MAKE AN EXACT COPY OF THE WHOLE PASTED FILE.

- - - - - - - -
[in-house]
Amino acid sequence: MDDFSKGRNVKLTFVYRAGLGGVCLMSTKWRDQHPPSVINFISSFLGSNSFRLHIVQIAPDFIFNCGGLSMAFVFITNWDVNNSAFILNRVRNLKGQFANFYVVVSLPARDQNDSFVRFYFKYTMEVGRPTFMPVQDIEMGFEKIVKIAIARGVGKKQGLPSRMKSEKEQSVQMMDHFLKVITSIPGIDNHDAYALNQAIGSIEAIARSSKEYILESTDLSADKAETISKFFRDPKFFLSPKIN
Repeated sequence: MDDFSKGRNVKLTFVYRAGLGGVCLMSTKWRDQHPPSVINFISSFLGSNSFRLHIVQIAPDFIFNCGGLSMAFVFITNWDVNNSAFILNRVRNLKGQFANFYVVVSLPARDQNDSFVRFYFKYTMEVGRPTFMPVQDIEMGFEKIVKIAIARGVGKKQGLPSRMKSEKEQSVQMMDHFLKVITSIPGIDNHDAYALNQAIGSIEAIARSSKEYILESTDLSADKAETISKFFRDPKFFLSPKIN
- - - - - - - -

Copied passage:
[in-house]
Amino acid sequence: MDDFSKGRNVKLTFVYRAGLGGVCLMSTKWRDQHPPSVINFISSFLGSNSFRLHIVQIAPDFIFNCGGLSMAFVFITNWDVNNSAFILNRVRNLKGQFANFYVVVSLPARDQNDSFVRFYFKYTMEVGRPTFMPVQDIEMGFEKIVKIAIARGVGKKQGLPSRMKSEKEQSVQMMDHFLKVITSIPGIDNHDAYALNQAIGSIEAIARSSKEYILESTDLSADKAETISKFFRDPKFFLSPKIN
Repeated sequence: MDDFSKGRNVKLTFVYRAGLGGVCLMSTKWRDQHPPSVINFISSFLGSNSFRLHIVQIAPDFIFNCGGLSMAFVFITNWDVNNSAFILNRVRNLKGQFANFYVVVSLPARDQNDSFVRFYFKYTMEVGRPTFMPVQDIEMGFEKIVKIAIARGVGKKQGLPSRMKSEKEQSVQMMDHFLKVITSIPGIDNHDAYALNQAIGSIEAIARSSKEYILESTDLSADKAETISKFFRDPKFFLSPKIN